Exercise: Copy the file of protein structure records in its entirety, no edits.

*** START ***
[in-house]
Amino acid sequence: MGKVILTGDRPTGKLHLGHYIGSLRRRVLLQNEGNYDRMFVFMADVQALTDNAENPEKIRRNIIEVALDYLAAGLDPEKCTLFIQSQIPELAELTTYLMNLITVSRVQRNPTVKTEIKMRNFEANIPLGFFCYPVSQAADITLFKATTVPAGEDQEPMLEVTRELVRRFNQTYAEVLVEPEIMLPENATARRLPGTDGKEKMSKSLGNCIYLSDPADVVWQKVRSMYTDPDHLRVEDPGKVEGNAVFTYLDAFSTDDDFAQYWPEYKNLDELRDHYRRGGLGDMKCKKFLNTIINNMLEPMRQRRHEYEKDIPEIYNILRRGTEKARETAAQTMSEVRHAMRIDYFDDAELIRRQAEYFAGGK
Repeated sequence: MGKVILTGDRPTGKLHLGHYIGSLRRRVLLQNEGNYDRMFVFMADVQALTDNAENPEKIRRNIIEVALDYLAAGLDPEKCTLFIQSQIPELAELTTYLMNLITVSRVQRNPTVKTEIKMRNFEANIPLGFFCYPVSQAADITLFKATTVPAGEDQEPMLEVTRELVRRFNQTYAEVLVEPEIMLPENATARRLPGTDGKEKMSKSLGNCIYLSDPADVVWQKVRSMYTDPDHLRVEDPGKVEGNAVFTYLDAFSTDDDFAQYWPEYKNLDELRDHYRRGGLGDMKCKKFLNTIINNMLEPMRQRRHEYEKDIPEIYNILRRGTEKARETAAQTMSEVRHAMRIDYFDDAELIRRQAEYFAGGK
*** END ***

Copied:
[in-house]
Amino acid sequence: MGKVILTGDRPTGKLHLGHYIGSLRRRVLLQNEGNYDRMFVFMADVQALTDNAENPEKIRRNIIEVALDYLAAGLDPEKCTLFIQSQIPELAELTTYLMNLITVSRVQRNPTVKTEIKMRNFEANIPLGFFCYPVSQAADITLFKATTVPAGEDQEPMLEVTRELVRRFNQTYAEVLVEPEIMLPENATARRLPGTDGKEKMSKSLGNCIYLSDPADVVWQKVRSMYTDPDHLRVEDPGKVEGNAVFTYLDAFSTDDDFAQYWPEYKNLDELRDHYRRGGLGDMKCKKFLNTIINNMLEPMRQRRHEYEKDIPEIYNILRRGTEKARETAAQTMSEVRHAMRIDYFDDAELIRRQAEYFAGGK
Repeated sequence: MGKVILTGDRPTGKLHLGHYIGSLRRRVLLQNEGNYDRMFVFMADVQALTDNAENPEKIRRNIIEVALDYLAAGLDPEKCTLFIQSQIPELAELTTYLMNLITVSRVQRNPTVKTEIKMRNFEANIPLGFFCYPVSQAADITLFKATTVPAGEDQEPMLEVTRELVRRFNQTYAEVLVEPEIMLPENATARRLPGTDGKEKMSKSLGNCIYLSDPADVVWQKVRSMYTDPDHLRVEDPGKVEGNAVFTYLDAFSTDDDFAQYWPEYKNLDELRDHYRRGGLGDMKCKKFLNTIINNMLEPMRQRRHEYEKDIPEIYNILRRGTEKARETAAQTMSEVRHAMRIDYFDDAELIRRQAEYFAGGK